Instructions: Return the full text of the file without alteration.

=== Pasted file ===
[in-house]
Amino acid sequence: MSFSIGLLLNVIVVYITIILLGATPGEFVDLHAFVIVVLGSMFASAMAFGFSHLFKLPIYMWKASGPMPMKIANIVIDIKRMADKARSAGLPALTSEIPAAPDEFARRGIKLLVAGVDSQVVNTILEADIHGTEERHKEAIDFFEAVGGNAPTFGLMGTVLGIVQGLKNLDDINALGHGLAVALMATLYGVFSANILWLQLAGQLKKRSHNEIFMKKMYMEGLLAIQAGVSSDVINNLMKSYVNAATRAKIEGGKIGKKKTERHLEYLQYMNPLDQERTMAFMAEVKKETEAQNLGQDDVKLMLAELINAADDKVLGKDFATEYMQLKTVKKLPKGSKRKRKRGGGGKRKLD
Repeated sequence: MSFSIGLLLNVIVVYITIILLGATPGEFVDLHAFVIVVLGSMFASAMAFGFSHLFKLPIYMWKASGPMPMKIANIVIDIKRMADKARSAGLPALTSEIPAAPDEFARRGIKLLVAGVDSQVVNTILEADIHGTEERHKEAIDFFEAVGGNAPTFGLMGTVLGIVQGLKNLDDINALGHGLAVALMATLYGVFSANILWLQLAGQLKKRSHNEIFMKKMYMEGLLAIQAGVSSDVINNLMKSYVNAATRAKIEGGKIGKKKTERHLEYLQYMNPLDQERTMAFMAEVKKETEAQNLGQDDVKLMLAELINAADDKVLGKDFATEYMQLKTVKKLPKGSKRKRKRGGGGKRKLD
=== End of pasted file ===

[in-house]
Amino acid sequence: MSFSIGLLLNVIVVYITIILLGATPGEFVDLHAFVIVVLGSMFASAMAFGFSHLFKLPIYMWKASGPMPMKIANIVIDIKRMADKARSAGLPALTSEIPAAPDEFARRGIKLLVAGVDSQVVNTILEADIHGTEERHKEAIDFFEAVGGNAPTFGLMGTVLGIVQGLKNLDDINALGHGLAVALMATLYGVFSANILWLQLAGQLKKRSHNEIFMKKMYMEGLLAIQAGVSSDVINNLMKSYVNAATRAKIEGGKIGKKKTERHLEYLQYMNPLDQERTMAFMAEVKKETEAQNLGQDDVKLMLAELINAADDKVLGKDFATEYMQLKTVKKLPKGSKRKRKRGGGGKRKLD
Repeated sequence: MSFSIGLLLNVIVVYITIILLGATPGEFVDLHAFVIVVLGSMFASAMAFGFSHLFKLPIYMWKASGPMPMKIANIVIDIKRMADKARSAGLPALTSEIPAAPDEFARRGIKLLVAGVDSQVVNTILEADIHGTEERHKEAIDFFEAVGGNAPTFGLMGTVLGIVQGLKNLDDINALGHGLAVALMATLYGVFSANILWLQLAGQLKKRSHNEIFMKKMYMEGLLAIQAGVSSDVINNLMKSYVNAATRAKIEGGKIGKKKTERHLEYLQYMNPLDQERTMAFMAEVKKETEAQNLGQDDVKLMLAELINAADDKVLGKDFATEYMQLKTVKKLPKGSKRKRKRGGGGKRKLD